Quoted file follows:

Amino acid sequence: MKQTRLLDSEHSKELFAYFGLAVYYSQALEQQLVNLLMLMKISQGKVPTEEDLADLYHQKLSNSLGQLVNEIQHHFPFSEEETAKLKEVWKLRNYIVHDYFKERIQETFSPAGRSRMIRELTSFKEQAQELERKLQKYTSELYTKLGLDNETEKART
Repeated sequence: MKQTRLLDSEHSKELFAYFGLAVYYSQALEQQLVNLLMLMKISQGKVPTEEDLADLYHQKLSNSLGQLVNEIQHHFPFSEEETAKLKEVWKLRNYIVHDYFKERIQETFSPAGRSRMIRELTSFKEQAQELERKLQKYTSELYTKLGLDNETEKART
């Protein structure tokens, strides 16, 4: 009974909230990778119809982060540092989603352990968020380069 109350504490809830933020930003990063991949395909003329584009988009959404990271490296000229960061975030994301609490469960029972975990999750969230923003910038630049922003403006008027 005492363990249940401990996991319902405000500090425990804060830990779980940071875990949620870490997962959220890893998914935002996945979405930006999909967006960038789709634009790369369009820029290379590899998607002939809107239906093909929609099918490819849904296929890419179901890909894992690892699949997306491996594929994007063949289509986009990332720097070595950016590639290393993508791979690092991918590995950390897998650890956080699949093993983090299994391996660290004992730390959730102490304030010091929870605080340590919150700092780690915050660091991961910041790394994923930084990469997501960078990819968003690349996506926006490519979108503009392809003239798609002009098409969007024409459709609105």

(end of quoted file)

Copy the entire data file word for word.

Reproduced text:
Amino acid sequence: MKQTRLLDSEHSKELFAYFGLAVYYSQALEQQLVNLLMLMKISQGKVPTEEDLADLYHQKLSNSLGQLVNEIQHHFPFSEEETAKLKEVWKLRNYIVHDYFKERIQETFSPAGRSRMIRELTSFKEQAQELERKLQKYTSELYTKLGLDNETEKART
Repeated sequence: MKQTRLLDSEHSKELFAYFGLAVYYSQALEQQLVNLLMLMKISQGKVPTEEDLADLYHQKLSNSLGQLVNEIQHHFPFSEEETAKLKEVWKLRNYIVHDYFKERIQETFSPAGRSRMIRELTSFKEQAQELERKLQKYTSELYTKLGLDNETEKART
């Protein structure tokens, strides 16, 4: 009974909230990778119809982060540092989603352990968020380069 109350504490809830933020930003990063991949395909003329584009988009959404990271490296000229960061975030994301609490469960029972975990999750969230923003910038630049922003403006008027 005492363990249940401990996991319902405000500090425990804060830990779980940071875990949620870490997962959220890893998914935002996945979405930006999909967006960038789709634009790369369009820029290379590899998607002939809107239906093909929609099918490819849904296929890419179901890909894992690892699949997306491996594929994007063949289509986009990332720097070595950016590639290393993508791979690092991918590995950390897998650890956080699949093993983090299994391996660290004992730390959730102490304030010091929870605080340590919150700092780690915050660091991961910041790394994923930084990469997501960078990819968003690349996506926006490519979108503009392809003239798609002009098409969007024409459709609105």